Sleep Apnea - A Risk for Stroke
April 13, 2010
The American Journal of Respiratory and Critical Care Medicine is reporting that sleep apnea poses an increased risk for stroke in middle-aged and older Americans. Researchers looked at stroke risk in over five thousand participants without a history of stroke in the Sleep Heart Health Study. Their findings suggest that participants aged 40 years and older are at a greater risk of having a stroke. The probability was even greater for men with mild sleep apnea whose risk of stroke rose if the apnea was more severe.
Men with moderate to severe sleep apnea were almost three times more likely to have a stroke than men without sleep apnea or even mild sleep apnea. For women, the increased risk of stroke was significant only with severe levels of sleep apnea. Risk factors such as obesity, smoking, race, diabetes and high blood pressure factored heavily into the risk levels for women.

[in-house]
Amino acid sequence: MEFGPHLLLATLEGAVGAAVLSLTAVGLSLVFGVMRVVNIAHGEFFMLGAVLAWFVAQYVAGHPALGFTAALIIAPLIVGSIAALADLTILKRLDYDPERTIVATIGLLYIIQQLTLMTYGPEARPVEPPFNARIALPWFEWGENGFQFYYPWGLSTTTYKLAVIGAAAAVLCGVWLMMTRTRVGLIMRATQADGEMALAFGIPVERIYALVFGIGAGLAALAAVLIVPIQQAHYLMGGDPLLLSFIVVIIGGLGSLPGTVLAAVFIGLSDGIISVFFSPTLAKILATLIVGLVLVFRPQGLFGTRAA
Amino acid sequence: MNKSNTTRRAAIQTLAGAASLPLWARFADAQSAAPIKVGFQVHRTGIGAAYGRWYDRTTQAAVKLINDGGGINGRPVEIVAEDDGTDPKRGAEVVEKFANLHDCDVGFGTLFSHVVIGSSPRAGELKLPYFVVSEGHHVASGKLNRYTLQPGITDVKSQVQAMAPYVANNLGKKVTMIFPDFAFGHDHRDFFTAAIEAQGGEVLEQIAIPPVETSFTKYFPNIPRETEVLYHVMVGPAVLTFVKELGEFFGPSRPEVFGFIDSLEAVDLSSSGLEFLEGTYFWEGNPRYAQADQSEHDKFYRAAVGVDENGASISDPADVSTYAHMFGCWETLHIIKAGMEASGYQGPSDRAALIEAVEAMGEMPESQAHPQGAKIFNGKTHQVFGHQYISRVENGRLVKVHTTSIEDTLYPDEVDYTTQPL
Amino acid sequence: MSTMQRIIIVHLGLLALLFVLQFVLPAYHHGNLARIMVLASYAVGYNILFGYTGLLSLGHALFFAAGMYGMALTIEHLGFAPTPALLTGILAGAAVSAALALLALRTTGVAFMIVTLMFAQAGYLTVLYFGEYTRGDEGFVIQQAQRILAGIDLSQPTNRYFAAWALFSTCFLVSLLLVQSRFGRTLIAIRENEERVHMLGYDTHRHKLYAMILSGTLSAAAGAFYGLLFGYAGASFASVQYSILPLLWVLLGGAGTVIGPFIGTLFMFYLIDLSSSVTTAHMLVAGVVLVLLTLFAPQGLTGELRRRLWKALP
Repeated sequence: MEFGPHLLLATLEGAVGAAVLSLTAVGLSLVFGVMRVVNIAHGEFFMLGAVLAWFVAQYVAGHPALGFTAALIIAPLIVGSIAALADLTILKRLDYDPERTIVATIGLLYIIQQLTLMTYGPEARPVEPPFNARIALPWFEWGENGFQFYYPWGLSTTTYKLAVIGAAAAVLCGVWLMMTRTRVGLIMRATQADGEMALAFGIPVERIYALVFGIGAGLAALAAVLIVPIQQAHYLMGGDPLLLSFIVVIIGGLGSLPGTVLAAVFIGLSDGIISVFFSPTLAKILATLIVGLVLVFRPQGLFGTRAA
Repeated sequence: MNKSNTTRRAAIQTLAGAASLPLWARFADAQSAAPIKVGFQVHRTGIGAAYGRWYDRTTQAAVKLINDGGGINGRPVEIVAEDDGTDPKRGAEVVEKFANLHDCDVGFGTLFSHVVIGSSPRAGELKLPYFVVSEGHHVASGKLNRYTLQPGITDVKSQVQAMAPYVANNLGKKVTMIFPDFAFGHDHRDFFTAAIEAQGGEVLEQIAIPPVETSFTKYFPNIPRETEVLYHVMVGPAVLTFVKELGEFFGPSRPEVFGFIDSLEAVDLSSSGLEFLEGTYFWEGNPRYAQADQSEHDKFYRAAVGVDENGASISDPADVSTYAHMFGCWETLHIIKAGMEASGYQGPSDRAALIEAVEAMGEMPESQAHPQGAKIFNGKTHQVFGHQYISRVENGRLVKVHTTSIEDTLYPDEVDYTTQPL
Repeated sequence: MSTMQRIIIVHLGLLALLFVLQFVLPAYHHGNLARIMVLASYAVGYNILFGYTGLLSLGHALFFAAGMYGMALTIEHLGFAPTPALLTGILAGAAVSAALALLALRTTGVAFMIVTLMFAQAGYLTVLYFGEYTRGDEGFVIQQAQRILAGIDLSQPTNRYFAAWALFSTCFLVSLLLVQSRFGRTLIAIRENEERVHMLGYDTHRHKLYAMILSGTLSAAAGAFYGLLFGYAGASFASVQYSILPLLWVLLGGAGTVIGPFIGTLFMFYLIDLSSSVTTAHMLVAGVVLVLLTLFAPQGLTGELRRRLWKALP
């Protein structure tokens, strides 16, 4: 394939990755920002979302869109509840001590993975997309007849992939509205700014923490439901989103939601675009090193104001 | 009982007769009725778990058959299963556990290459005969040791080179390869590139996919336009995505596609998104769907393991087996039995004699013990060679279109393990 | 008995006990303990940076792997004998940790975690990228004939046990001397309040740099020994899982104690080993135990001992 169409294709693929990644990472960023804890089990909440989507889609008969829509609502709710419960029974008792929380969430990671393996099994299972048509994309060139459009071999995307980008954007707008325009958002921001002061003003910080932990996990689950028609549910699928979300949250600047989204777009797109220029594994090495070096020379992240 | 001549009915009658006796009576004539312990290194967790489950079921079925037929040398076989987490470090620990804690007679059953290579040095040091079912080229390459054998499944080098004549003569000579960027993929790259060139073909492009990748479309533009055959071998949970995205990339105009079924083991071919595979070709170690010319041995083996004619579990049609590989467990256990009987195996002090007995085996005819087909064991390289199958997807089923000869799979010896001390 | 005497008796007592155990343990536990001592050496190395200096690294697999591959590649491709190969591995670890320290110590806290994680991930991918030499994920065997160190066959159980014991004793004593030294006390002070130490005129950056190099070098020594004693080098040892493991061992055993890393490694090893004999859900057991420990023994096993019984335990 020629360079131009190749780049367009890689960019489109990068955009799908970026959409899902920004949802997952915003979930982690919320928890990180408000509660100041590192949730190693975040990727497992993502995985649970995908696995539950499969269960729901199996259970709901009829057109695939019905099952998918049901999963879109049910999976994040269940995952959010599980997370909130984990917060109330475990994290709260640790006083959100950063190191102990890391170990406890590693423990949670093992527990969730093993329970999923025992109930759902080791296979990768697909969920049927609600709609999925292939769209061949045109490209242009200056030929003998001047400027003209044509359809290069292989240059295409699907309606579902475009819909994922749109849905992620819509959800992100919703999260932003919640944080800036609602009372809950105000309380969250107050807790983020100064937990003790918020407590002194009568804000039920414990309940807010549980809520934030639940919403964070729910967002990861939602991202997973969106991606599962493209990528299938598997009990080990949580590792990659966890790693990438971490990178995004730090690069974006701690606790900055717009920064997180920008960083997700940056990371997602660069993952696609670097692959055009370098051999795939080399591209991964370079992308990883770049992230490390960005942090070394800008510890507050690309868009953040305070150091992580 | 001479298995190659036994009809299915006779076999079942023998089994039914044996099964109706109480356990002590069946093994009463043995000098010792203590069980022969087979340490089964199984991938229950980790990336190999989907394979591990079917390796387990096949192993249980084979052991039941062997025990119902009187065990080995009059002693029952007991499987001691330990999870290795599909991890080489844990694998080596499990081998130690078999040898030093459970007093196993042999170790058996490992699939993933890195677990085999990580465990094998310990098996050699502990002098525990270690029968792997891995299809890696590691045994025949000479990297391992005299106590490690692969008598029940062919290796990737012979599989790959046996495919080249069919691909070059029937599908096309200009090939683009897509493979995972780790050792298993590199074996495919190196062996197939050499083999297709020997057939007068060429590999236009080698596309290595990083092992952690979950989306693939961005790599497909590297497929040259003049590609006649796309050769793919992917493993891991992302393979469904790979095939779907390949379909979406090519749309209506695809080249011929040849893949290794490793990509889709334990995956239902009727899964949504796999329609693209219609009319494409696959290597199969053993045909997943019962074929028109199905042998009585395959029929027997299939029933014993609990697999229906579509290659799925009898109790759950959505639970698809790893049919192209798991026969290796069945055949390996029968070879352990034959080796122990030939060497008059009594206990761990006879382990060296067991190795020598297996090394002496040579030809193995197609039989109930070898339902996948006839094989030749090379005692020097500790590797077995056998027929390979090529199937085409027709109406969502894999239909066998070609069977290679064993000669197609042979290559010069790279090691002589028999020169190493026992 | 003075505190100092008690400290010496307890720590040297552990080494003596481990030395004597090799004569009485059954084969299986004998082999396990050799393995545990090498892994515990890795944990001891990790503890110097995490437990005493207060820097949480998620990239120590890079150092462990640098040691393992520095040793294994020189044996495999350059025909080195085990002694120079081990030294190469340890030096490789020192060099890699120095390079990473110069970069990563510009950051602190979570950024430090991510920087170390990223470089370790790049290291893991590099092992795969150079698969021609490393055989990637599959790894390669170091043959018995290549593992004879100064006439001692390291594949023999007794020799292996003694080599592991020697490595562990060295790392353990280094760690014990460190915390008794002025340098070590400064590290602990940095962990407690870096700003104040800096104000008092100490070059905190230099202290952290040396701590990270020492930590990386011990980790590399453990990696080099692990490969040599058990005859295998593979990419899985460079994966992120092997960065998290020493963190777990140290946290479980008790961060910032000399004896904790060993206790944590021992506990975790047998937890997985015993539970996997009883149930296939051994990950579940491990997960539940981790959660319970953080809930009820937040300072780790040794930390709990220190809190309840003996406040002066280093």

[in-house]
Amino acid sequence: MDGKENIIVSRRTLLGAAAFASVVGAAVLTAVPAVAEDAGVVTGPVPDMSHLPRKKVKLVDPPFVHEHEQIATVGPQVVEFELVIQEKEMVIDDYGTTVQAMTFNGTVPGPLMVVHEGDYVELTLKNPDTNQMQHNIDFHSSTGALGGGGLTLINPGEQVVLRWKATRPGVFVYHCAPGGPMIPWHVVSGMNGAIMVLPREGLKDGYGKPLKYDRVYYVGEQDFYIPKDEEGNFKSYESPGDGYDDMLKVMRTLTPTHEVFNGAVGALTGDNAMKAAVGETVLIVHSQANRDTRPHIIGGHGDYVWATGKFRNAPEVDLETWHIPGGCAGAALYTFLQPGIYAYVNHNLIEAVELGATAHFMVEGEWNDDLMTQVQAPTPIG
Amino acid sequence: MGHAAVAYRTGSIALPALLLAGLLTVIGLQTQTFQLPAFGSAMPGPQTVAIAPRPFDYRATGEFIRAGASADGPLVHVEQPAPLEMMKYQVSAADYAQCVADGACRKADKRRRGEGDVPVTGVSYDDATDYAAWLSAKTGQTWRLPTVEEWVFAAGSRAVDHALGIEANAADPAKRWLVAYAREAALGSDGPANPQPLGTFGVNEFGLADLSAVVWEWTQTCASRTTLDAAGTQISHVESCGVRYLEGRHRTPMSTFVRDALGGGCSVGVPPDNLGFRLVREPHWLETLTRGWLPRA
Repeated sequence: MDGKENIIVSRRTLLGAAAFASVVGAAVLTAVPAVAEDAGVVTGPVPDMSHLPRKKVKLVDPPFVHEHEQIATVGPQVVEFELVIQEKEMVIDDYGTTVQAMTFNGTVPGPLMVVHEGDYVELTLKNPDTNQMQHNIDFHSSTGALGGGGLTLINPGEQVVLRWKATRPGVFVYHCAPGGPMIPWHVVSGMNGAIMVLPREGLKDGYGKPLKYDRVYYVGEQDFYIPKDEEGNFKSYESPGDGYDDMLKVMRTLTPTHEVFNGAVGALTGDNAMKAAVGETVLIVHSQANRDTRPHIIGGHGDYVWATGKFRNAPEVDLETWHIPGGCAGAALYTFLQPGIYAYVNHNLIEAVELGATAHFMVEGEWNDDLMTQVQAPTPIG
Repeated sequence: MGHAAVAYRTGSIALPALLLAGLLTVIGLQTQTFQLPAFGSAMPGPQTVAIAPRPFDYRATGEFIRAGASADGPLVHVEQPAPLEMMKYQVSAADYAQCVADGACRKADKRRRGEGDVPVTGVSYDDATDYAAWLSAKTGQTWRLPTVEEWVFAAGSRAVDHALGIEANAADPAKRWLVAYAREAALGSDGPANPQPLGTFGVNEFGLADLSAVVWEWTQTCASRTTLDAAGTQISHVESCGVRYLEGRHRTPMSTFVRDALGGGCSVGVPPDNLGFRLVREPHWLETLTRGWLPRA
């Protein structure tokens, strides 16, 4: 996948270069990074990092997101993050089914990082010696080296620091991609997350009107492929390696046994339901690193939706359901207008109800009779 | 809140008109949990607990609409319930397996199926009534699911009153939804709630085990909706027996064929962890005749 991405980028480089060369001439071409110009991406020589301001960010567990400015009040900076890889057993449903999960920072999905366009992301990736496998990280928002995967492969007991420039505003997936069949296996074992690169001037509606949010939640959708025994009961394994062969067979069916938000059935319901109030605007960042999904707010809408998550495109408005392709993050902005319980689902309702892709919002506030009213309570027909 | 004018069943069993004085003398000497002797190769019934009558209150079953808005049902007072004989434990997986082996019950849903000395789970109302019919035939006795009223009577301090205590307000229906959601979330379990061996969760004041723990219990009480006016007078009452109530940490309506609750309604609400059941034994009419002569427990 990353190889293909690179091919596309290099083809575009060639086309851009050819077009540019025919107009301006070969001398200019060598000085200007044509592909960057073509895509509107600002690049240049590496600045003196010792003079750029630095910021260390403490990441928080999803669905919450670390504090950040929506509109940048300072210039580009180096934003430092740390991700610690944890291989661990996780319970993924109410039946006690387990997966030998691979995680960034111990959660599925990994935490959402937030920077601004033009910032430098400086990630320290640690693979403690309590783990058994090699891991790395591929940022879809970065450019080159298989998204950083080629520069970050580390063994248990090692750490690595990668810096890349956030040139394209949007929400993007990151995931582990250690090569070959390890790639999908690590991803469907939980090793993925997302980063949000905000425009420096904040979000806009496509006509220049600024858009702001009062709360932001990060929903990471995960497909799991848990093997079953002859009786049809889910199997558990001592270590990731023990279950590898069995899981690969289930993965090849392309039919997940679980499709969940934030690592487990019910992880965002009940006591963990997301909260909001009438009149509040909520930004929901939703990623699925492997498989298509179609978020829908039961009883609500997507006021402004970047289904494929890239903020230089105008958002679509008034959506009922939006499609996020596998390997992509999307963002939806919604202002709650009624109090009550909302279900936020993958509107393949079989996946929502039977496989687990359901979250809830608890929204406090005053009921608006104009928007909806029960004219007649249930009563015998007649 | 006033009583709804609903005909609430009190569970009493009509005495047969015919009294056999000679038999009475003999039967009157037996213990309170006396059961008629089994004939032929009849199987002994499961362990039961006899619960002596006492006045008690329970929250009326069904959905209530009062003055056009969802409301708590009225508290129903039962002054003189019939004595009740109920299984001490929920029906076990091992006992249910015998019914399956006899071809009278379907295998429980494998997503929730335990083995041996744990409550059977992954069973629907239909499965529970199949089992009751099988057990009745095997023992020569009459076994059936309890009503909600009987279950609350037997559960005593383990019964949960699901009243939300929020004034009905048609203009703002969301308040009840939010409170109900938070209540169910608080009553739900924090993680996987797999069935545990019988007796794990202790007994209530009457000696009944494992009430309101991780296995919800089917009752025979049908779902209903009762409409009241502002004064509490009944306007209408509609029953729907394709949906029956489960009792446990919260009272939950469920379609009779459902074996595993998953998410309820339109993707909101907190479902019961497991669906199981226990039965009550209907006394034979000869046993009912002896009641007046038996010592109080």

At the beginning of the study, all participants performed a standard at-home sleep test to determine whether they had sleep apnea or not, and if so, the severity of the sleep apnea. The participants were then tracked for an average of nine years. During that period, a total of 193 participants reportedly had a stroke – 85 men (of 2,462 men enrolled) and 108 women (out of 2,960 enrolled).
Michael J. Twery, Ph.D., director of the NIH National Center on Sleep Disorders Research noted "...what's even more alarming, is that the body becomes used to these erratic patterns, even if we are not sleeping... when that happens you have stress on the heart all the time."
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